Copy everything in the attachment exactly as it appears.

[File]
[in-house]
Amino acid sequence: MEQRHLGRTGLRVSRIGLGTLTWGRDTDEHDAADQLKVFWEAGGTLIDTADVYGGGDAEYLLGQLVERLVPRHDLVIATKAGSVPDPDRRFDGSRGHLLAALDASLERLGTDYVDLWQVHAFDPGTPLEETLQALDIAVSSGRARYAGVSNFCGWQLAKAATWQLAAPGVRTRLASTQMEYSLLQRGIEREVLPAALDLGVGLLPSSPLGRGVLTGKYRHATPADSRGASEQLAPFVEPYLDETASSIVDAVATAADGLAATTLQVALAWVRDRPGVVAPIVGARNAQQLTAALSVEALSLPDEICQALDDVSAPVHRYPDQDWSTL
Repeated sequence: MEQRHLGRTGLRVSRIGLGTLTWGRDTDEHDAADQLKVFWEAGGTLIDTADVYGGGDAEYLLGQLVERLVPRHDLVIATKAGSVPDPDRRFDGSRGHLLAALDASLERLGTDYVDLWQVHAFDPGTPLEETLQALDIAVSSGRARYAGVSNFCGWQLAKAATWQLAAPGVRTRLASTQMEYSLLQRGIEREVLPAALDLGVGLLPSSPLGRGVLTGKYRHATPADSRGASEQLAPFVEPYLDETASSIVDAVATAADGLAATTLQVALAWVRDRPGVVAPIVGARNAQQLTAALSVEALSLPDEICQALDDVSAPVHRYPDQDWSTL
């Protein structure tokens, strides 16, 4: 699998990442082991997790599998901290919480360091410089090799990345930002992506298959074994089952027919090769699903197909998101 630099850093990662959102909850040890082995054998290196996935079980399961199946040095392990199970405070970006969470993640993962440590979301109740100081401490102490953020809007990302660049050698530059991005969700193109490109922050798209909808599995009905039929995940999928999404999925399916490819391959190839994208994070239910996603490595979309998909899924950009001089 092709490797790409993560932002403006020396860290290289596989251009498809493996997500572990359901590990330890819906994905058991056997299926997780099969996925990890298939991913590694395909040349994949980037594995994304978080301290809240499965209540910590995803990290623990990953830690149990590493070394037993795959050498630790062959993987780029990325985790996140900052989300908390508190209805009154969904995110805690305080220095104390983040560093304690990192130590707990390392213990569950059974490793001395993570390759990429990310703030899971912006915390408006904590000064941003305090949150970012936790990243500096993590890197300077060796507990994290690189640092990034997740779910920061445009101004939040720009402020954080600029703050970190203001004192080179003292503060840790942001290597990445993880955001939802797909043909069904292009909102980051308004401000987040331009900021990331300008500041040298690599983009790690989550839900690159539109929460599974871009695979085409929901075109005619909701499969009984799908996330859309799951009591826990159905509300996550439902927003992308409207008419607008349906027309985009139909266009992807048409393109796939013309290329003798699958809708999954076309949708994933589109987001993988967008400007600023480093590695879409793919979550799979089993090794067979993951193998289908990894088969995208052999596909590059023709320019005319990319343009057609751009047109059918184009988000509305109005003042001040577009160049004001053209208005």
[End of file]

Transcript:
[in-house]
Amino acid sequence: MEQRHLGRTGLRVSRIGLGTLTWGRDTDEHDAADQLKVFWEAGGTLIDTADVYGGGDAEYLLGQLVERLVPRHDLVIATKAGSVPDPDRRFDGSRGHLLAALDASLERLGTDYVDLWQVHAFDPGTPLEETLQALDIAVSSGRARYAGVSNFCGWQLAKAATWQLAAPGVRTRLASTQMEYSLLQRGIEREVLPAALDLGVGLLPSSPLGRGVLTGKYRHATPADSRGASEQLAPFVEPYLDETASSIVDAVATAADGLAATTLQVALAWVRDRPGVVAPIVGARNAQQLTAALSVEALSLPDEICQALDDVSAPVHRYPDQDWSTL
Repeated sequence: MEQRHLGRTGLRVSRIGLGTLTWGRDTDEHDAADQLKVFWEAGGTLIDTADVYGGGDAEYLLGQLVERLVPRHDLVIATKAGSVPDPDRRFDGSRGHLLAALDASLERLGTDYVDLWQVHAFDPGTPLEETLQALDIAVSSGRARYAGVSNFCGWQLAKAATWQLAAPGVRTRLASTQMEYSLLQRGIEREVLPAALDLGVGLLPSSPLGRGVLTGKYRHATPADSRGASEQLAPFVEPYLDETASSIVDAVATAADGLAATTLQVALAWVRDRPGVVAPIVGARNAQQLTAALSVEALSLPDEICQALDDVSAPVHRYPDQDWSTL
């Protein structure tokens, strides 16, 4: 699998990442082991997790599998901290919480360091410089090799990345930002992506298959074994089952027919090769699903197909998101 630099850093990662959102909850040890082995054998290196996935079980399961199946040095392990199970405070970006969470993640993962440590979301109740100081401490102490953020809007990302660049050698530059991005969700193109490109922050798209909808599995009905039929995940999928999404999925399916490819391959190839994208994070239910996603490595979309998909899924950009001089 092709490797790409993560932002403006020396860290290289596989251009498809493996997500572990359901590990330890819906994905058991056997299926997780099969996925990890298939991913590694395909040349994949980037594995994304978080301290809240499965209540910590995803990290623990990953830690149990590493070394037993795959050498630790062959993987780029990325985790996140900052989300908390508190209805009154969904995110805690305080220095104390983040560093304690990192130590707990390392213990569950059974490793001395993570390759990429990310703030899971912006915390408006904590000064941003305090949150970012936790990243500096993590890197300077060796507990994290690189640092990034997740779910920061445009101004939040720009402020954080600029703050970190203001004192080179003292503060840790942001290597990445993880955001939802797909043909069904292009909102980051308004401000987040331009900021990331300008500041040298690599983009790690989550839900690159539109929460599974871009695979085409929901075109005619909701499969009984799908996330859309799951009591826990159905509300996550439902927003992308409207008419607008349906027309985009139909266009992807048409393109796939013309290329003798699958809708999954076309949708994933589109987001993988967008400007600023480093590695879409793919979550799979089993090794067979993951193998289908990894088969995208052999596909590059023709320019005319990319343009057609751009047109059918184009988000509305109005003042001040577009160049004001053209208005």